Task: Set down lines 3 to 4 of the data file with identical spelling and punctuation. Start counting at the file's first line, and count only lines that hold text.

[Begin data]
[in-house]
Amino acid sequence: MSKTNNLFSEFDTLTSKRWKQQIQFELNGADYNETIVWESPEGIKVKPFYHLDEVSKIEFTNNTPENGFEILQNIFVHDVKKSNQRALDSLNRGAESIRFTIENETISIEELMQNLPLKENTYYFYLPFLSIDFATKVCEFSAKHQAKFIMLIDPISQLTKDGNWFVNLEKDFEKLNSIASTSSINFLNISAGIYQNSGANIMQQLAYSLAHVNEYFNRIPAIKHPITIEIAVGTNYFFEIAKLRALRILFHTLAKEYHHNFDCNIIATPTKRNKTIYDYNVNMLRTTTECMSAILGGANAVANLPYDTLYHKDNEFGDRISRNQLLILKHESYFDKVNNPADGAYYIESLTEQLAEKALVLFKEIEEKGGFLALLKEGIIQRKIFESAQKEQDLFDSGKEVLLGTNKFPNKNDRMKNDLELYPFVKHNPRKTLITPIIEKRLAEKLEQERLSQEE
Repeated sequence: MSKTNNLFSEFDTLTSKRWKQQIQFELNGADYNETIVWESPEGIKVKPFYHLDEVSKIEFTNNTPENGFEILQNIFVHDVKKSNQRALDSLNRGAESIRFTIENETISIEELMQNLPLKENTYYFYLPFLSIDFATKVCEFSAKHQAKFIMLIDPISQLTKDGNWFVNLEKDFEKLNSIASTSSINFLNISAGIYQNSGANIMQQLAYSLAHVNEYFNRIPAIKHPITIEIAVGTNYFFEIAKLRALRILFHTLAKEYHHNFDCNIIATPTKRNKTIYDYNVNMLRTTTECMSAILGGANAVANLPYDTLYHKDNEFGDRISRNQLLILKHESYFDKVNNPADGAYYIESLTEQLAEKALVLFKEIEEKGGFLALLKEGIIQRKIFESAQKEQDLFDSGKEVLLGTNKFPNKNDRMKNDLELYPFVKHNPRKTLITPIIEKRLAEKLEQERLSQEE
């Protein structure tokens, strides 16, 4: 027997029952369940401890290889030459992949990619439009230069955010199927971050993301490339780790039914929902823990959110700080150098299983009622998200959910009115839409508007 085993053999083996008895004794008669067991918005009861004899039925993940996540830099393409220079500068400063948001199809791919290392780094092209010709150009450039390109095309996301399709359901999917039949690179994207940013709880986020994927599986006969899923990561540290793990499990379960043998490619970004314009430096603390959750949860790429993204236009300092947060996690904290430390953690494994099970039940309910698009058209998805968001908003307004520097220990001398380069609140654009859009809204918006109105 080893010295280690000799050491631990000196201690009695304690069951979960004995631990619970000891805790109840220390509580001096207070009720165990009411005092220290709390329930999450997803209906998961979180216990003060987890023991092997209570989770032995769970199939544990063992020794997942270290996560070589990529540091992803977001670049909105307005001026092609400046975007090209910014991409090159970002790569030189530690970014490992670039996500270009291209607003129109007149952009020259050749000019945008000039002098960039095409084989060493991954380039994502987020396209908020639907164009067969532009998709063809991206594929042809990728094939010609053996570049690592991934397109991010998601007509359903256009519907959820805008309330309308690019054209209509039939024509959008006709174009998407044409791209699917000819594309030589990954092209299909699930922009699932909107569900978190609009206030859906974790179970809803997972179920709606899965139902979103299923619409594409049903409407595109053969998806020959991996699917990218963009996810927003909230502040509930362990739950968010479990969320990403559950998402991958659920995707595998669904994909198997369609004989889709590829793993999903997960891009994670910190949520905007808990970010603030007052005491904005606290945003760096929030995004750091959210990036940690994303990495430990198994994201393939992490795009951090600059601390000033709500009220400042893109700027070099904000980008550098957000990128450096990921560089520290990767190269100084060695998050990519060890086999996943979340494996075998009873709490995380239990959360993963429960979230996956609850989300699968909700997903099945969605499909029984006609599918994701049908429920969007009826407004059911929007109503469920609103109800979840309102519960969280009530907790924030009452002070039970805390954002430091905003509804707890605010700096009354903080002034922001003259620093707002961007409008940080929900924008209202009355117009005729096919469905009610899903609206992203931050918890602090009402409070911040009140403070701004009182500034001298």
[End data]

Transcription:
Repeated sequence: MSKTNNLFSEFDTLTSKRWKQQIQFELNGADYNETIVWESPEGIKVKPFYHLDEVSKIEFTNNTPENGFEILQNIFVHDVKKSNQRALDSLNRGAESIRFTIENETISIEELMQNLPLKENTYYFYLPFLSIDFATKVCEFSAKHQAKFIMLIDPISQLTKDGNWFVNLEKDFEKLNSIASTSSINFLNISAGIYQNSGANIMQQLAYSLAHVNEYFNRIPAIKHPITIEIAVGTNYFFEIAKLRALRILFHTLAKEYHHNFDCNIIATPTKRNKTIYDYNVNMLRTTTECMSAILGGANAVANLPYDTLYHKDNEFGDRISRNQLLILKHESYFDKVNNPADGAYYIESLTEQLAEKALVLFKEIEEKGGFLALLKEGIIQRKIFESAQKEQDLFDSGKEVLLGTNKFPNKNDRMKNDLELYPFVKHNPRKTLITPIIEKRLAEKLEQERLSQEE
């Protein structure tokens, strides 16, 4: 027997029952369940401890290889030459992949990619439009230069955010199927971050993301490339780790039914929902823990959110700080150098299983009622998200959910009115839409508007 085993053999083996008895004794008669067991918005009861004899039925993940996540830099393409220079500068400063948001199809791919290392780094092209010709150009450039390109095309996301399709359901999917039949690179994207940013709880986020994927599986006969899923990561540290793990499990379960043998490619970004314009430096603390959750949860790429993204236009300092947060996690904290430390953690494994099970039940309910698009058209998805968001908003307004520097220990001398380069609140654009859009809204918006109105 080893010295280690000799050491631990000196201690009695304690069951979960004995631990619970000891805790109840220390509580001096207070009720165990009411005092220290709390329930999450997803209906998961979180216990003060987890023991092997209570989770032995769970199939544990063992020794997942270290996560070589990529540091992803977001670049909105307005001026092609400046975007090209910014991409090159970002790569030189530690970014490992670039996500270009291209607003129109007149952009020259050749000019945008000039002098960039095409084989060493991954380039994502987020396209908020639907164009067969532009998709063809991206594929042809990728094939010609053996570049690592991934397109991010998601007509359903256009519907959820805008309330309308690019054209209509039939024509959008006709174009998407044409791209699917000819594309030589990954092209299909699930922009699932909107569900978190609009206030859906974790179970809803997972179920709606899965139902979103299923619409594409049903409407595109053969998806020959991996699917990218963009996810927003909230502040509930362990739950968010479990969320990403559950998402991958659920995707595998669904994909198997369609004989889709590829793993999903997960891009994670910190949520905007808990970010603030007052005491904005606290945003760096929030995004750091959210990036940690994303990495430990198994994201393939992490795009951090600059601390000033709500009220400042893109700027070099904000980008550098957000990128450096990921560089520290990767190269100084060695998050990519060890086999996943979340494996075998009873709490995380239990959360993963429960979230996956609850989300699968909700997903099945969605499909029984006609599918994701049908429920969007009826407004059911929007109503469920609103109800979840309102519960969280009530907790924030009452002070039970805390954002430091905003509804707890605010700096009354903080002034922001003259620093707002961007409008940080929900924008209202009355117009005729096919469905009610899903609206992203931050918890602090009402409070911040009140403070701004009182500034001298």